Into the Jungle – The journey home starts with delays

We headed back to the guesthouse in the middle of town for a stodgy lunch of rice and chicken once more.  The rest of the team had another meeting  in the afternoon, but Matt, Kofi and I had to start heading back to Freetown, and needed to cross the border to Guinea.  Given we had lost one of our vehicles on day one of the trip, the logistics for this was a little complex.  Hugo had lost us a second vehicle the day before, and two were needed to go forward to the southern part of Guinea.  Fortunately, the rental company had provided us with another vehicle that had travelled to Fintonia the day before; it had no papers to cross in to Guinea, so we needed to be dropped at the border and this new rental plus driver would be there to pick us up….. hopefully.

Haba would take us through the border and so we packed into the STEWARD Toyota.  He drove with his usual care and speed and we flew down to the Sierra Leone border.  There only being three of us, and once Haba had explained he was just dropping us off, the immigration did not take long.  However the stamp I got in my passport that day caused me problems at Lungi Airport.  Although I now had a multi-entry visa, the stamp at Sanya was for two weeks only, and I was to be in Freetown about 18 more days.  This was spotted as I left the immigration and only after several minutes of pointing out that I also had a month long stamp from Lungi airport, I had not seen the need to look for an extension.  How I got away without a detention or a bribe at Lungi I have no idea but sheer determination when I want to go home often gets me through silly bureaucracy.  When I try and be reasonable that is when I normally get caught out.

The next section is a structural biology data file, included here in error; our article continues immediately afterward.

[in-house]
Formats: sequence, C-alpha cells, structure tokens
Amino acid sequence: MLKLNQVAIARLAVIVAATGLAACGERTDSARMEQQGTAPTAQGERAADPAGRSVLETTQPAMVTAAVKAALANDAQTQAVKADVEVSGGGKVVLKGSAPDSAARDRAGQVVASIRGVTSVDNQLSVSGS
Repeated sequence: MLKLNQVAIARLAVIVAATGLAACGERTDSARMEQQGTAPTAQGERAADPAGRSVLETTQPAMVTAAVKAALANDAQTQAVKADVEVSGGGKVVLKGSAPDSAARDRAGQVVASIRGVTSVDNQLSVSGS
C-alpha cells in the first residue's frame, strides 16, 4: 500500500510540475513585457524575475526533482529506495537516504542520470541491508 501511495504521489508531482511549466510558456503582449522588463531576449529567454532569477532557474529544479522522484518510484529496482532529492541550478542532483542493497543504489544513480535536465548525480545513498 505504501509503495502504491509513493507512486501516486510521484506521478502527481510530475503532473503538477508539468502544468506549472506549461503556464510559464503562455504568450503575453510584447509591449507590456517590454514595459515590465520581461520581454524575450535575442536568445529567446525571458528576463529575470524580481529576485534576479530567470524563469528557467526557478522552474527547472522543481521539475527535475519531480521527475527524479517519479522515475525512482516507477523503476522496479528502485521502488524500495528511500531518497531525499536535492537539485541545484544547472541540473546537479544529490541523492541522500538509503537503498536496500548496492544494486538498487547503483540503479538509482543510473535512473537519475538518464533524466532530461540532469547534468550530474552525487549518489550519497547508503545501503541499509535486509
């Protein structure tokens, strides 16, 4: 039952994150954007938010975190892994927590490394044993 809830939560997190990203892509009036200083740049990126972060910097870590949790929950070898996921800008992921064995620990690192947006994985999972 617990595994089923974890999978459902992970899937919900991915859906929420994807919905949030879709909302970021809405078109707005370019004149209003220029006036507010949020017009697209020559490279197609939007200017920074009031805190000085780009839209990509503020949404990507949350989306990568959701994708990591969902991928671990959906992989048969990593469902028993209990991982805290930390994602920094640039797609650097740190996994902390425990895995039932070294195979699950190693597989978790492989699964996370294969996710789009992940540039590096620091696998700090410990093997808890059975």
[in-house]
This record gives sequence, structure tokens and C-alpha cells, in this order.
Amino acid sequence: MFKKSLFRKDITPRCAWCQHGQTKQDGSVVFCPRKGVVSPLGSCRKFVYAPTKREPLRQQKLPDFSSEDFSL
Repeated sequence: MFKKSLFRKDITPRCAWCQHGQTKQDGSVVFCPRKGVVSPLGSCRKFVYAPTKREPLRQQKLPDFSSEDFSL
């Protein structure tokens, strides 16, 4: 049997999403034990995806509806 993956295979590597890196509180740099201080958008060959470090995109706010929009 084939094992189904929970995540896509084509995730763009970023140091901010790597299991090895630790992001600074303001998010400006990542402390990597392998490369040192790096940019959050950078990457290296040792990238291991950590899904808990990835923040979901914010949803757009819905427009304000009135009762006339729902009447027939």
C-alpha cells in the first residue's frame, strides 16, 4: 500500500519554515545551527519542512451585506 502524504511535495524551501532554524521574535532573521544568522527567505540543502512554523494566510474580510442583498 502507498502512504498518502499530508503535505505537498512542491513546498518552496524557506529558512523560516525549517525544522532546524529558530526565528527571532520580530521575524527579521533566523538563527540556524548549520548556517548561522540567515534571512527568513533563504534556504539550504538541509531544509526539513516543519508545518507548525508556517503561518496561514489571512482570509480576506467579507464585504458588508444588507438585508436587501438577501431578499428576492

Time to leave Kansema

We passed through the border post and drove into Sanya village.  The sunny weather just before lunch had all but gone; Haba was sucking through his teeth a little and saying that the wet season was well and truly arrived.  The rain was falling steadily now.   Haba was well known in Sanya and he stopped off near the Secretary’s house where he often lodged when passing through.  The rental car was parked in the centre of the village not far from where we had had lunch the previous day, but of our driver there was no sign.  We sat in the car for a while but as the windows clogged up with steam the three of us wandered up on to the veranda of the Secretary’s house, greeted various family members and friends there and perched where we could.  There being no mobile reception here, Haba’s phone was useless so he sent some people off to look for the guy.  We had a few ideas what he might be up to; a couple of which were not very salubrious.

I’m so much more patient in Africa than back home, but even so half an hour passed here very slowly and the calculations were going on in my head – the drive to Fintonia was probably 4 hours from here in the best of weather and the rain was gushing down now, it was dripping off roofs into buckets and pans, overspilling down the steps and brown rivulets of water were forming in all the erosion gullies.

There was some activity on the road while we sat there; several old rusty taxis packed full of people and their roofs overloaded with luggage, bounced down the rocky road towards the border.  Not much seemed to be going south.  A couple of trucks also passed through, belching black smoke into the rain.  I started to wonder if the three of us would have to catch one of the taxis ourselves.  Matt had to be back in Freetown in two days as he had a flight to head to London the day after.